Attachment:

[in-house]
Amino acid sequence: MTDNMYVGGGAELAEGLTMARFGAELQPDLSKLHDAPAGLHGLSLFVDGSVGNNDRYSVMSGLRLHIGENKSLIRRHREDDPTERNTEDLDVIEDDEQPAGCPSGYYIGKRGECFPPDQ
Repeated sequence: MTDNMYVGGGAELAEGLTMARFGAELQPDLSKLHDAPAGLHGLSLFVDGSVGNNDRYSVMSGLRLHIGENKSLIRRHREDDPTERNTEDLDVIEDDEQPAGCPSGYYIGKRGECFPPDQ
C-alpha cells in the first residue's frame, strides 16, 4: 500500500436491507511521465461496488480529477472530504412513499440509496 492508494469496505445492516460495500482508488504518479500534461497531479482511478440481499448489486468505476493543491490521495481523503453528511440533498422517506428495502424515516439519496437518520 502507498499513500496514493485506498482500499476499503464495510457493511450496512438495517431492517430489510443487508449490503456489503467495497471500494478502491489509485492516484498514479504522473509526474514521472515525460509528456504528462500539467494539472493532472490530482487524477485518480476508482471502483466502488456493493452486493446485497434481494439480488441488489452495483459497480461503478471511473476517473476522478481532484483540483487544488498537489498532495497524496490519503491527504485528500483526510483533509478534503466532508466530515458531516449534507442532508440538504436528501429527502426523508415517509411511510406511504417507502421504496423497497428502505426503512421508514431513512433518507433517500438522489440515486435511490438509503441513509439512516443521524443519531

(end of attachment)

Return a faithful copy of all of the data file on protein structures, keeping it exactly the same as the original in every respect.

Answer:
[in-house]
Amino acid sequence: MTDNMYVGGGAELAEGLTMARFGAELQPDLSKLHDAPAGLHGLSLFVDGSVGNNDRYSVMSGLRLHIGENKSLIRRHREDDPTERNTEDLDVIEDDEQPAGCPSGYYIGKRGECFPPDQ
Repeated sequence: MTDNMYVGGGAELAEGLTMARFGAELQPDLSKLHDAPAGLHGLSLFVDGSVGNNDRYSVMSGLRLHIGENKSLIRRHREDDPTERNTEDLDVIEDDEQPAGCPSGYYIGKRGECFPPDQ
C-alpha cells in the first residue's frame, strides 16, 4: 500500500436491507511521465461496488480529477472530504412513499440509496 492508494469496505445492516460495500482508488504518479500534461497531479482511478440481499448489486468505476493543491490521495481523503453528511440533498422517506428495502424515516439519496437518520 502507498499513500496514493485506498482500499476499503464495510457493511450496512438495517431492517430489510443487508449490503456489503467495497471500494478502491489509485492516484498514479504522473509526474514521472515525460509528456504528462500539467494539472493532472490530482487524477485518480476508482471502483466502488456493493452486493446485497434481494439480488441488489452495483459497480461503478471511473476517473476522478481532484483540483487544488498537489498532495497524496490519503491527504485528500483526510483533509478534503466532508466530515458531516449534507442532508440538504436528501429527502426523508415517509411511510406511504417507502421504496423497497428502505426503512421508514431513512433518507433517500438522489440515486435511490438509503441513509439512516443521524443519531